Yes, Good Old Brum, England and Wales’ most centrally located major city, home to more canals than Venus, spawning ground for popular culture stalwarts such as Slate, Blank Sabbath and PLO, has been identified by Keyholes as “the number one place in the country for tricksters looking to pull the wool over insurers’ eyes.”

Opportunism is all the rage right now, and it’s all the fault, the law firm is reported saying in top insurance news mouthpiece Insurance Tiles of “professional fraudsters – such as solicitors, doctors, claims managers.”

This year Keyholes has decided that more insurance claims fraud was ‘opportunistic’ than ever before, with the proportion almost doubling from 21% in 2014 to 41% last year.

That means that Keyholes now sees 4 out of every 10 dodgy insurance claims as ‘opportunistic’.

The opportunity suspected of most relevance in this context is the so-called Window of Opportunity (WOP) due to slam shut shortly with the implementation of the Civil Liability Bill.

Yes, yes, you are no doubt tutting, but where does my city stand in the hotspot top ten?

Are you dense or something? There’s a list right underneath this paragraph. Look:

1) Birmingham (a city beginning with B somewhere near the middle of England and Wales)

2) Bradford (a city beginning with B with a high incidence of opportunism)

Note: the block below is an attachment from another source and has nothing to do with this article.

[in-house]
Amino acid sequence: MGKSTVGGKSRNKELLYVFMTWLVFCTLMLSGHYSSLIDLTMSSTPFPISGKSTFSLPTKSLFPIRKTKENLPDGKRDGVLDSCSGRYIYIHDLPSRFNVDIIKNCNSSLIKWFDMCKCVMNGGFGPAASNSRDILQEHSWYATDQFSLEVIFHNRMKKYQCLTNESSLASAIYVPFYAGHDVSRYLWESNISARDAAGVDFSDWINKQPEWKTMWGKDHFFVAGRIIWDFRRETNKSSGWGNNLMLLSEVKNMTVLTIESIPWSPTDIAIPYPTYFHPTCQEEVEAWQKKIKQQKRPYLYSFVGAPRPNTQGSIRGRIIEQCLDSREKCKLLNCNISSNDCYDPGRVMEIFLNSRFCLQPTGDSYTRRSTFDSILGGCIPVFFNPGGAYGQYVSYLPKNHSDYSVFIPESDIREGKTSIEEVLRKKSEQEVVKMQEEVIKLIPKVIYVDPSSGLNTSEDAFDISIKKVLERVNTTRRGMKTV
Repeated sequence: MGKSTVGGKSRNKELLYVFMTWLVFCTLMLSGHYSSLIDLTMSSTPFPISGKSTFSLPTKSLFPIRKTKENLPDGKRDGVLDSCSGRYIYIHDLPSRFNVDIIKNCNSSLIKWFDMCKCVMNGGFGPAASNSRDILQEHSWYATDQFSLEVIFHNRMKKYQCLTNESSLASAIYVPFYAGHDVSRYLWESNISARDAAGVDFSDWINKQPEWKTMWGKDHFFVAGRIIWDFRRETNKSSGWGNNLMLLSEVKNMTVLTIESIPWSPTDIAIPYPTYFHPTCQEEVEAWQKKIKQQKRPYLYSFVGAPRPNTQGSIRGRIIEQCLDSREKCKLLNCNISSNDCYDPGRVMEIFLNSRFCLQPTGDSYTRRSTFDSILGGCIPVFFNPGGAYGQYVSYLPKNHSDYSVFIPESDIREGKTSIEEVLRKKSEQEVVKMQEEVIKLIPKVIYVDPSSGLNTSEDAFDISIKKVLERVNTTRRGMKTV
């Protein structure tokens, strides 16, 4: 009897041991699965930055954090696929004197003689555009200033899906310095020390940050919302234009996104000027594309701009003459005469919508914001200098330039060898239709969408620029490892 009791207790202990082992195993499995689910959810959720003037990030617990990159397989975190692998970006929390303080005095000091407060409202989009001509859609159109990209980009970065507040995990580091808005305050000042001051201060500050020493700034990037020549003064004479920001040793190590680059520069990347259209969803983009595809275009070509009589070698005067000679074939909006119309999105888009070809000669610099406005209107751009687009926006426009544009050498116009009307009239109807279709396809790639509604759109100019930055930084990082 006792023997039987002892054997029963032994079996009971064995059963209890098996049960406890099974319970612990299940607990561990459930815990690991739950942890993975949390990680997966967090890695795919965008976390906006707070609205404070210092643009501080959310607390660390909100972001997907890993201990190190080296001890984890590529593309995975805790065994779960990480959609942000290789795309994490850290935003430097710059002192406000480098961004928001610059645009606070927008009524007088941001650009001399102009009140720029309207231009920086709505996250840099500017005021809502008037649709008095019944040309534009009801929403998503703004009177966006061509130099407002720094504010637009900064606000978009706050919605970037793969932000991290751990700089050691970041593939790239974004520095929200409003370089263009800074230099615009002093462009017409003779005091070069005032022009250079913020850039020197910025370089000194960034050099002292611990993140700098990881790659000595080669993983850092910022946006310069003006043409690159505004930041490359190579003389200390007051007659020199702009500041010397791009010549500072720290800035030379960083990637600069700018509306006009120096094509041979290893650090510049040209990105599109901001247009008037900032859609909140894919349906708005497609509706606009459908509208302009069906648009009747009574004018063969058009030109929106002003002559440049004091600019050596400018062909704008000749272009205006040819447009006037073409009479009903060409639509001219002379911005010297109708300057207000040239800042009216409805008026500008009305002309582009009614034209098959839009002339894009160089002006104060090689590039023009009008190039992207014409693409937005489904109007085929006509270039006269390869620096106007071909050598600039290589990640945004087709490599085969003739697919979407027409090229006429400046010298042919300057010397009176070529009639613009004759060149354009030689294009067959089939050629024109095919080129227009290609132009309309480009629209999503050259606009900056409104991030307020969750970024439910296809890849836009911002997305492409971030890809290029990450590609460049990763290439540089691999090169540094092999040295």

3) Leeds (a perfectly good city with some top curry houses, sadly over-run with students)

4) Liverpool (them again!)

5) Enfield (never heard of it)

6) Newham (see above)

7) Manchester (so much to answer for)

8) Harrow (an agricultural implement of some kind, we believe)

9) Bolton (WSOTP)

10) Redbridge (see Enfield and Newham above)

If you don’t see you favourite in the list above, simply be on the look out for that call asking whether you realised there was a vast stash of notes on a pallet in a storage facility somewhere, just waiting for you to claim as soon as you’re ready to pretend you really hurt your neck or whatever.

As a wise man once said, you’ve got to be in it to win it!

July 17, 2017

Fever Pitch would be one way of describing the levels of excitement gathering around the forthcoming release of Bankstone’s new corporate brochure. Except that it’s also the name of a ploddingly competent novel by and for the type of person who enjoys making top-ten type lists of things.

So let’s just say everyone is quite excited. Yes, Bankstone’s new brochure is going to be really nice. It has words (not too many) and pictures (just the right amount) and, at one point towards the middle somewhere, even something that looks a bit like a diagram.